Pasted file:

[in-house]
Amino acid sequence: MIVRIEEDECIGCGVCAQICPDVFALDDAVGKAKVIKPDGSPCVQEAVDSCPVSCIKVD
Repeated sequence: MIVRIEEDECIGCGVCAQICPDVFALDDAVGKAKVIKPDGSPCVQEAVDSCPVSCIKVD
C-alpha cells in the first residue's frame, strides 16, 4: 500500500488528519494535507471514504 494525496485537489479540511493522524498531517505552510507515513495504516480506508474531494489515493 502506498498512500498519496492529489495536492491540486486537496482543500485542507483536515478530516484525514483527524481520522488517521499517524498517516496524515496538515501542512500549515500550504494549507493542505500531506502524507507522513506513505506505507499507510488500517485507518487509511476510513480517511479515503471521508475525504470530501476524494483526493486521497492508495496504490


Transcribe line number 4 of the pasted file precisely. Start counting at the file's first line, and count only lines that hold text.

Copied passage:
C-alpha cells in the first residue's frame, strides 16, 4: 500500500488528519494535507471514504 494525496485537489479540511493522524498531517505552510507515513495504516480506508474531494489515493 502506498498512500498519496492529489495536492491540486486537496482543500485542507483536515478530516484525514483527524481520522488517521499517524498517516496524515496538515501542512500549515500550504494549507493542505500531506502524507507522513506513505506505507499507510488500517485507518487509511476510513480517511479515503471521508475525504470530501476524494483526493486521497492508495496504490